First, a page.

I cannot suggest any template, but can advise the following points to be taken care of while agreeing the Contract -
1) Overstay compensation or rate revision formula
2) Discount factor for scope increment or compensation factor for reduction.
3) % of Liquidated damages, in case of delay attributed to Contractor's end.
4) Try to negotiate with some grace period even after original contract completion date keeping the original rates valid.
There are a lot of aspects to consider here, for example:
are you buying a replacement service from another vendor? if so, do you need the current vendor to support transition to the new vendor?
does the current vendor need to return any confidential documents?
are all payments up to date?
are any contract penalties (service credits, LDs) outstanding?
Irrespective of the above, you need to formally terminate the contract, confirming that neither party has any liability to the other following termination, except, perhaps, confidentiality provisions and, potentially, any latent defect/warranty claims. Simply 'allowing' the vendor to walk away seems odd: you spent time (and therefore money) on-boarding them and agreeing a contract, it seems strange to end the relationship in this way.
• Neptune Marine Service Ltd
What contract states with regards to email communication and authorized representative. If the contract only states that communications shall be in writing to the authorized representative. The next question that will arise is Governing Law of the contract. As some countries have adopted the United Nations Commission on International Trade Law (UNCITL) published its Model Law on Electronic Commerce in 1996 which states that actions will not be invalidated or discriminated against merely because they were conducted electronically and emails are considered as a message in "Writing"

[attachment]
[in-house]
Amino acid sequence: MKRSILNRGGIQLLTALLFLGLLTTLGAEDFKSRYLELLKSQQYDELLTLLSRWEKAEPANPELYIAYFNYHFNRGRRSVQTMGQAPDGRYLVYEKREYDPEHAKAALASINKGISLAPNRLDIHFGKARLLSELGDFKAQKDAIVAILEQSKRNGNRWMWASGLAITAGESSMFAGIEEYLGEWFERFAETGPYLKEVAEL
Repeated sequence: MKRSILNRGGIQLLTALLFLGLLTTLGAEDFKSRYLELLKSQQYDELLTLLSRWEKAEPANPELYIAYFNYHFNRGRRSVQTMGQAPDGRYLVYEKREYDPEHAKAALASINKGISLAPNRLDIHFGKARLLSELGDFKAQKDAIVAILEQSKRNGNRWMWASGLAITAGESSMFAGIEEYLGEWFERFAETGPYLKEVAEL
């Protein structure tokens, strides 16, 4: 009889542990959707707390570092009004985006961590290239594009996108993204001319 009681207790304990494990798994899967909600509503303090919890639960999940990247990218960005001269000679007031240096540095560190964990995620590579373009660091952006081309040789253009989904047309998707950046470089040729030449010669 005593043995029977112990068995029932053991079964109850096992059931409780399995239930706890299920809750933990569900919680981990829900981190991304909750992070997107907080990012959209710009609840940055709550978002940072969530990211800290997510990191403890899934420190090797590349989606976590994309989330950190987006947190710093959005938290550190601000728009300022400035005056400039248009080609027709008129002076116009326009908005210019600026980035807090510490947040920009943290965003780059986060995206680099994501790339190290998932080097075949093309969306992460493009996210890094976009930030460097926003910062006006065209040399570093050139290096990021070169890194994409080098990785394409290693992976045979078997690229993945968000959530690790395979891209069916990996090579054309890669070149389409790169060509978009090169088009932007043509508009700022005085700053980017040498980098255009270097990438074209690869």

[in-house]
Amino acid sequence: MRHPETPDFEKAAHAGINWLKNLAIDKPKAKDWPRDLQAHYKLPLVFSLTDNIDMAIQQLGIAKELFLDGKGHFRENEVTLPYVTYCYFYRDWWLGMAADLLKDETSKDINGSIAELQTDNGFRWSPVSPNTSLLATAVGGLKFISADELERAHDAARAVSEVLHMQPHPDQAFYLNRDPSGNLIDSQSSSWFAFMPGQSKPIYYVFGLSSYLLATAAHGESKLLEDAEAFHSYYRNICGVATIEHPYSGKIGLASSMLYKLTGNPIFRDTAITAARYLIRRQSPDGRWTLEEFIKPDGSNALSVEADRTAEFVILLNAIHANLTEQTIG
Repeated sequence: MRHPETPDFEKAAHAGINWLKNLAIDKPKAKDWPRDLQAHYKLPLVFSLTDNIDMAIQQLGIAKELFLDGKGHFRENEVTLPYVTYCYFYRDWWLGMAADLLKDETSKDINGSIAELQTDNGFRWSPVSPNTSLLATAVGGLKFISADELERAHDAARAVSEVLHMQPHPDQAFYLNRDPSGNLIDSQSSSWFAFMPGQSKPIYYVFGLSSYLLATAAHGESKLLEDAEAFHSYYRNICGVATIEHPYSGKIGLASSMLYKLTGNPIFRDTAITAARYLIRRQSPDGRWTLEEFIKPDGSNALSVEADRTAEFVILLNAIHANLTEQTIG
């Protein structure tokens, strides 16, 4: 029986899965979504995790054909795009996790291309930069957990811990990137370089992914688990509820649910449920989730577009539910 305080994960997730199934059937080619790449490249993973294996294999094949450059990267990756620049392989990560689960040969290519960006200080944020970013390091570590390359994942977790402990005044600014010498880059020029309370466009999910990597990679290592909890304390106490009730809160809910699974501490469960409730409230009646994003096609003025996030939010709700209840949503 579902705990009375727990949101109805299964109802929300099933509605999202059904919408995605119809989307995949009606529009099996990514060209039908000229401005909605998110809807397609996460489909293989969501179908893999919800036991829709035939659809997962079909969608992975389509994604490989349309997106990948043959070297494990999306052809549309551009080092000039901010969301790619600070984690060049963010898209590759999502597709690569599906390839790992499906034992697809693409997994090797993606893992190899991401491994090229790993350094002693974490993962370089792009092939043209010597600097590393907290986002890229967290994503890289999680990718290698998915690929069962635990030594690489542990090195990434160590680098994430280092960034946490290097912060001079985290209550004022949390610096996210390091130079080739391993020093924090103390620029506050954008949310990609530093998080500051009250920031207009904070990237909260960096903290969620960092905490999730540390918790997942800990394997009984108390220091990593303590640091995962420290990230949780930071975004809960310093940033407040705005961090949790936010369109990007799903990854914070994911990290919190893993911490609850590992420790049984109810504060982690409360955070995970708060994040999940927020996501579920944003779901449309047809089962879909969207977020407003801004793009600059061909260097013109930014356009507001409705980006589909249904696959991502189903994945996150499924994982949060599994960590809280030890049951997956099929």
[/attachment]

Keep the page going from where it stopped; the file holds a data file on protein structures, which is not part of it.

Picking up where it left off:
So, make sure the message in "Writing" based on the governing law is communicated to the Authorised Representative.
For the balance checks, I agree with Steve Grange and that shall suffice.
I agree with Steve Grange. Create a formal Exit plan with the company to close off any outstanding liabilities to both parties. Regardless of each others 'mutual consent' to this. At the end of the that process formally close it off with a document. This will prevent anything coming back to bite you in the future.
• Siemens Pte Ltd
I agree with Steve, Gaurav and Phil, They have covered multiple aspects which we have to look at before letting the vendor walk off as I believe in this case Vendor has no financial impact on them so easy for them to walk off without formal termination/closure of the contract. But from the moment you accept or let Vendor walk out all the responsibilities more of liabilities fall on your company.